OLED???

On Fri, 19 May 2006 07:50:09 +0000 (UTC), snipped-for-privacy@w6yx.stanford.edu (Alan Larson) Gave us:


They made it like two or more years ago. It is not a production item.
It does 24 Hz at its max res.
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writes:

Maybe he was referring to the IBM T221, 3840x2400 LCD panel [9.2 megapixels] ?
http://www.theinquirer.net/?article 78
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Nope. The display I refer to was a prototype, and was 19 M pixels.
That was three years ago.
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writes:

Where did you see this? At IBM Research or a conference.
Normally they show their stuff at SID, but I don't recall a super-res OLED from IBM... have seen a bunch of impressive OLED's from others though.
Heck, their 9m pixel LCD screens look almost painfully sharp to me.
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R Sweeney wrote:

IBM almost always makes a big, public splash when they break some technological record. The complete absence of any evidence to back up Roy's claim is telling.
As far as I know, this system:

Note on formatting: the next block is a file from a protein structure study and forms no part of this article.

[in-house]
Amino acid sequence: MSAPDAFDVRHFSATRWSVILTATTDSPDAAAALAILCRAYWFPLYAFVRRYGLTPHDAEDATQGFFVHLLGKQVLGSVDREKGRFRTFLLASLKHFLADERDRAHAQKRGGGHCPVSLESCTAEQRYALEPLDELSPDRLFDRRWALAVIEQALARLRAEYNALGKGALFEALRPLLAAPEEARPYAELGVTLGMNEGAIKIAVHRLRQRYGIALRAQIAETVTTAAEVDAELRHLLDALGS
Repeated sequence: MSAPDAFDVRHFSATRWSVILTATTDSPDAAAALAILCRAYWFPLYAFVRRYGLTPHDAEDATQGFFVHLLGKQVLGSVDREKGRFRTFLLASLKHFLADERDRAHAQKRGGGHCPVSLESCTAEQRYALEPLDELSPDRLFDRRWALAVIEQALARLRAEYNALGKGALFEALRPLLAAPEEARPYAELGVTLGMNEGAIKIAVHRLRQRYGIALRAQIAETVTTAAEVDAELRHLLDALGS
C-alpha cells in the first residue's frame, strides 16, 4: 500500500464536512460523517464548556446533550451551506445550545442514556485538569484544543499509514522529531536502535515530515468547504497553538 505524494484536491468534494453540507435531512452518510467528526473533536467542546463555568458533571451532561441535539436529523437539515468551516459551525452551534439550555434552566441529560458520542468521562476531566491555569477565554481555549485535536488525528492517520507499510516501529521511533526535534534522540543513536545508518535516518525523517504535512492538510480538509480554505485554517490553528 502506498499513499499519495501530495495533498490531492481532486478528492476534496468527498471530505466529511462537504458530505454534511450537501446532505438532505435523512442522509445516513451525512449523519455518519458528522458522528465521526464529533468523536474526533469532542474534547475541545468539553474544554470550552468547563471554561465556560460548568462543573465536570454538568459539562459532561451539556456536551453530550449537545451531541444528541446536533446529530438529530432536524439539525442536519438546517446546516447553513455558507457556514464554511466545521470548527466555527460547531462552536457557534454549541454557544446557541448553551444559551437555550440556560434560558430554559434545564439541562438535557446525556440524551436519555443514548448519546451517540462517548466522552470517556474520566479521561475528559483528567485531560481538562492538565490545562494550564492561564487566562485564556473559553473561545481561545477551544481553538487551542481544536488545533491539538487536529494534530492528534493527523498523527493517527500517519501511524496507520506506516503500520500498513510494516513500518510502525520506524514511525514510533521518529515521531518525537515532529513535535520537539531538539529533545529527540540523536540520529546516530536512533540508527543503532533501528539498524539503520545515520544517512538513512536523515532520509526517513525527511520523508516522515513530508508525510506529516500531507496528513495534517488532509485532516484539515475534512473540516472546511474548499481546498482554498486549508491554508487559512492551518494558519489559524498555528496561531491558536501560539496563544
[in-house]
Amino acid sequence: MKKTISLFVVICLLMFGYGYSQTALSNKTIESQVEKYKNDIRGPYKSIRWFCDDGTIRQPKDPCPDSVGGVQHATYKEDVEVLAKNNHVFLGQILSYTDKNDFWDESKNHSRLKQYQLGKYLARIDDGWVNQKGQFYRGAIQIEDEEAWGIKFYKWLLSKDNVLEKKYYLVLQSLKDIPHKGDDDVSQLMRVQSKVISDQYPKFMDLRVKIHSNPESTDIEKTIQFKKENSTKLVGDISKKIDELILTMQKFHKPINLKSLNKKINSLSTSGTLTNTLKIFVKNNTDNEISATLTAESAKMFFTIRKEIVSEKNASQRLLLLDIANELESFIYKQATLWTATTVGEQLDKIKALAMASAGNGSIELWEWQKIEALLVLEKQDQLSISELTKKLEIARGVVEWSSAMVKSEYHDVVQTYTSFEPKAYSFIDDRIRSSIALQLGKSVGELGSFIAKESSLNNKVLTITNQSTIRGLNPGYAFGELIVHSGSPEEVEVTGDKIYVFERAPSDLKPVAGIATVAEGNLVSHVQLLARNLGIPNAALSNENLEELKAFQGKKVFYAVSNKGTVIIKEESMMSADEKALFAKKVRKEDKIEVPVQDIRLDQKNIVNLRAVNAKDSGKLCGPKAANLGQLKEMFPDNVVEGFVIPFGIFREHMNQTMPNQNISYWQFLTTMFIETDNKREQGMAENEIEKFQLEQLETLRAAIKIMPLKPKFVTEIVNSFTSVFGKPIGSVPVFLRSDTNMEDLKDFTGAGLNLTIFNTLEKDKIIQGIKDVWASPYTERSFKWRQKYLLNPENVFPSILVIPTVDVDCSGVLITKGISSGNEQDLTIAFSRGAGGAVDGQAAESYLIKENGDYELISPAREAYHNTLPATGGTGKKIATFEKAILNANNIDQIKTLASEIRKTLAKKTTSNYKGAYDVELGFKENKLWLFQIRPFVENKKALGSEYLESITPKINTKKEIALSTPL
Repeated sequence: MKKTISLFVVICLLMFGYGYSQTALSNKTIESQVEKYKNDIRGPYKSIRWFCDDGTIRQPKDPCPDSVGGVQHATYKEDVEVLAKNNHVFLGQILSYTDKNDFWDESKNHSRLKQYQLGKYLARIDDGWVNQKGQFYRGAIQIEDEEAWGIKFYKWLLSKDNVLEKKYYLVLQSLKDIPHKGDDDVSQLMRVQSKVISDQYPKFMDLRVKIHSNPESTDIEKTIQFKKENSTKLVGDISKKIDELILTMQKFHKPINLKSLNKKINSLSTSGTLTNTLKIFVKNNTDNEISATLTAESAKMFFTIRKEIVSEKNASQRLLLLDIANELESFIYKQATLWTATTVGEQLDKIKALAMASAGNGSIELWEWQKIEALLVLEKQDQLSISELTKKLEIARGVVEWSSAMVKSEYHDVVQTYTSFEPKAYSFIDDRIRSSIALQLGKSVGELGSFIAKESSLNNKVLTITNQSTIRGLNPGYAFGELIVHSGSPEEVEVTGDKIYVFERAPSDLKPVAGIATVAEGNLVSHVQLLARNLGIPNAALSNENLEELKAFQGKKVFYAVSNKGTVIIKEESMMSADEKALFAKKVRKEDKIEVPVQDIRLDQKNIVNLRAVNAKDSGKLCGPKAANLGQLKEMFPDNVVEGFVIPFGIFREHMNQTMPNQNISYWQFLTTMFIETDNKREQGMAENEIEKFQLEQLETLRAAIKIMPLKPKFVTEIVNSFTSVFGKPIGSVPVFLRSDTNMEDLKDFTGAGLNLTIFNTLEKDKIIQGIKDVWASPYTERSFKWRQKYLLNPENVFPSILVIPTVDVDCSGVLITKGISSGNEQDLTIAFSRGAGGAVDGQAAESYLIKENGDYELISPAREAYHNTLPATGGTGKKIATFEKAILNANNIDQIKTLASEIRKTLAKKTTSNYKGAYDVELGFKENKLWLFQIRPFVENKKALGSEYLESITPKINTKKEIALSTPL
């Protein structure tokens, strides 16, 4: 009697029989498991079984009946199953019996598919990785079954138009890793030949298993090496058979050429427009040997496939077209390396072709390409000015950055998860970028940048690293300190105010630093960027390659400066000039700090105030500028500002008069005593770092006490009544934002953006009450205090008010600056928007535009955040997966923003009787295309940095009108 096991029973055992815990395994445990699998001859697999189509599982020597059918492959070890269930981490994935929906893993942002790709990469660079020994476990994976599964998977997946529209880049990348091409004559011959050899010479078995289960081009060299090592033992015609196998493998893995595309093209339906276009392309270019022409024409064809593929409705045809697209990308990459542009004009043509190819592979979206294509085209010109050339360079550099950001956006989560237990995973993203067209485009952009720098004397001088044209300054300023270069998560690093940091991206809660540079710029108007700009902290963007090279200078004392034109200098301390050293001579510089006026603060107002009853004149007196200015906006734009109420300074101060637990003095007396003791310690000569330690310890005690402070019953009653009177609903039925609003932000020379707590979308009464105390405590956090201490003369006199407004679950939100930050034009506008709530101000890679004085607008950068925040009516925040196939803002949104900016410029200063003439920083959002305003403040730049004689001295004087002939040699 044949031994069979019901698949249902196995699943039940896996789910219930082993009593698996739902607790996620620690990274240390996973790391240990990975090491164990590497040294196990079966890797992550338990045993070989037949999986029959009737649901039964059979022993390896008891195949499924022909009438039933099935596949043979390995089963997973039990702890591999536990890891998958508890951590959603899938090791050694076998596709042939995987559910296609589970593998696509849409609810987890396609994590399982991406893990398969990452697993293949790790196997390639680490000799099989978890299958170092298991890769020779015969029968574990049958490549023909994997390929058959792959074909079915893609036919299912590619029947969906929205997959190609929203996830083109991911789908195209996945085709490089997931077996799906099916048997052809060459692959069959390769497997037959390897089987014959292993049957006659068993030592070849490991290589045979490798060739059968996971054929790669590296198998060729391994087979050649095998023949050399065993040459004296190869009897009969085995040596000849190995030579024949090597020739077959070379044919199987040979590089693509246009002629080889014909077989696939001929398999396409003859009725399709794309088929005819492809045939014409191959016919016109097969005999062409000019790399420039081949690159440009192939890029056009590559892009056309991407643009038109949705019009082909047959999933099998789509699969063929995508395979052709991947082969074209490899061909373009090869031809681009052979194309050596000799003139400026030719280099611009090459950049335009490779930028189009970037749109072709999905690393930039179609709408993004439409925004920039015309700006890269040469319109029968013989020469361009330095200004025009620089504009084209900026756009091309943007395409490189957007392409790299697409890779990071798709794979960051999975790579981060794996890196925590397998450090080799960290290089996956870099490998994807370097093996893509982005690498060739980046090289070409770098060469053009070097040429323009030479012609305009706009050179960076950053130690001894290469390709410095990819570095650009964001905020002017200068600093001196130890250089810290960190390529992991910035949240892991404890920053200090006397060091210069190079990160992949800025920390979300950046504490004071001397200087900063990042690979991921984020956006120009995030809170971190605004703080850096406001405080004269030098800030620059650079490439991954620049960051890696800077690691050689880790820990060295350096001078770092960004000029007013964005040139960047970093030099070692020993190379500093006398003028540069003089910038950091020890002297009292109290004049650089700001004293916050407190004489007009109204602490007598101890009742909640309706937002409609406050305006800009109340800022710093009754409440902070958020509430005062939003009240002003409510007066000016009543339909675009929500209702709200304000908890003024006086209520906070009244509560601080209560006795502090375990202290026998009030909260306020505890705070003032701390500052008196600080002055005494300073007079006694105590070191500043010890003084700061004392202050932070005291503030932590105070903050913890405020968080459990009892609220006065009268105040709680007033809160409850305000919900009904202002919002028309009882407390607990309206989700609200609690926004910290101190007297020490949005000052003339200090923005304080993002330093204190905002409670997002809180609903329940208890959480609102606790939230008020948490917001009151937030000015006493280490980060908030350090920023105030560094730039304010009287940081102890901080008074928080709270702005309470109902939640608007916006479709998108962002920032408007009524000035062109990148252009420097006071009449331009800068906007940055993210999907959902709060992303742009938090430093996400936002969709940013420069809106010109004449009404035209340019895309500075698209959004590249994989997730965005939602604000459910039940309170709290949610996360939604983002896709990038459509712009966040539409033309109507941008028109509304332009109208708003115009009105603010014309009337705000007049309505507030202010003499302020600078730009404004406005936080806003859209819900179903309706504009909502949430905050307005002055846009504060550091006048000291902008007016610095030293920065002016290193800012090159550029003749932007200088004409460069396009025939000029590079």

<http://www.tvtechnology.com/dailynews/one.php?id936
Is the current, real world resolution leader.
Matthew
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On Sun, 21 May 2006 09:20:26 -0400, "Matthew L. Martin"

You're an idiot.
All it tells is how retarded your research capabilities are.
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Roy L. Fuchs wrote:

I even tried your ultimate source of all correct information: www.eetimes.com. Not a word.
You are making it up, or said otherwise, lying. There is no 19Mp OLED display, prototype or otherwise. There isn't even a 19Mp LCD display.
Care to prove me wrong?
Matthew
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Roy L. Fuchs wrote:

Hey! Roy!
Have you found any proof of that IBM 19MP OLED display or were you caught lying again?
As foul mouthed as he is, I am no surprised at him lying to get attention.
Matthew
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On Thu, 18 May 2006 07:59:52 +0000 (UTC), snipped-for-privacy@w6yx.stanford.edu (Alan Larson) wrote: